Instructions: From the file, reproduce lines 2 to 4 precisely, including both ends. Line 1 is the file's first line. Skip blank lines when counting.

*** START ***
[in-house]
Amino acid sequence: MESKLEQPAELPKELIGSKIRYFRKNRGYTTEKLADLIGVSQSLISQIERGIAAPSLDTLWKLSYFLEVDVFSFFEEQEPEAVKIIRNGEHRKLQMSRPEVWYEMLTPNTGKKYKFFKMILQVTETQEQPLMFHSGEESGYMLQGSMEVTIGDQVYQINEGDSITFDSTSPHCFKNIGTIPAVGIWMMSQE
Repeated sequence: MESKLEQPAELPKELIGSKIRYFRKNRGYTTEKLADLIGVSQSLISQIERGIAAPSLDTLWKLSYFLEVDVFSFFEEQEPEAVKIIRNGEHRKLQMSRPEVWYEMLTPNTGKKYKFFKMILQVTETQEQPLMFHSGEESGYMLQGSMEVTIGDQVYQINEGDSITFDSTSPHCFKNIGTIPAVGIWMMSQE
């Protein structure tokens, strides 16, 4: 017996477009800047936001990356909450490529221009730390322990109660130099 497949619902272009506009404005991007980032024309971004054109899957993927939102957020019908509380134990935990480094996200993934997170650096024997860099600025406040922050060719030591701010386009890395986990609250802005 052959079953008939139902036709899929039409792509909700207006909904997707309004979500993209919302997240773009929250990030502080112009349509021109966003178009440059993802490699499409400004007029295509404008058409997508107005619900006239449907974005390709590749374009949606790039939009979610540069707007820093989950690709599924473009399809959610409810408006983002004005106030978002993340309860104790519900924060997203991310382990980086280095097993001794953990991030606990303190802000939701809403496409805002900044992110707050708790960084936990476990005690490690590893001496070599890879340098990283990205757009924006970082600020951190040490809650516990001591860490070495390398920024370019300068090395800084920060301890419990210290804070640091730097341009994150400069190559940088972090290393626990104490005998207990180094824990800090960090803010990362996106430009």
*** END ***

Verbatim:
Amino acid sequence: MESKLEQPAELPKELIGSKIRYFRKNRGYTTEKLADLIGVSQSLISQIERGIAAPSLDTLWKLSYFLEVDVFSFFEEQEPEAVKIIRNGEHRKLQMSRPEVWYEMLTPNTGKKYKFFKMILQVTETQEQPLMFHSGEESGYMLQGSMEVTIGDQVYQINEGDSITFDSTSPHCFKNIGTIPAVGIWMMSQE
Repeated sequence: MESKLEQPAELPKELIGSKIRYFRKNRGYTTEKLADLIGVSQSLISQIERGIAAPSLDTLWKLSYFLEVDVFSFFEEQEPEAVKIIRNGEHRKLQMSRPEVWYEMLTPNTGKKYKFFKMILQVTETQEQPLMFHSGEESGYMLQGSMEVTIGDQVYQINEGDSITFDSTSPHCFKNIGTIPAVGIWMMSQE
């Protein structure tokens, strides 16, 4: 017996477009800047936001990356909450490529221009730390322990109660130099 497949619902272009506009404005991007980032024309971004054109899957993927939102957020019908509380134990935990480094996200993934997170650096024997860099600025406040922050060719030591701010386009890395986990609250802005 052959079953008939139902036709899929039409792509909700207006909904997707309004979500993209919302997240773009929250990030502080112009349509021109966003178009440059993802490699499409400004007029295509404008058409997508107005619900006239449907974005390709590749374009949606790039939009979610540069707007820093989950690709599924473009399809959610409810408006983002004005106030978002993340309860104790519900924060997203991310382990980086280095097993001794953990991030606990303190802000939701809403496409805002900044992110707050708790960084936990476990005690490690590893001496070599890879340098990283990205757009924006970082600020951190040490809650516990001591860490070495390398920024370019300068090395800084920060301890419990210290804070640091730097341009994150400069190559940088972090290393626990104490005998207990180094824990800090960090803010990362996106430009």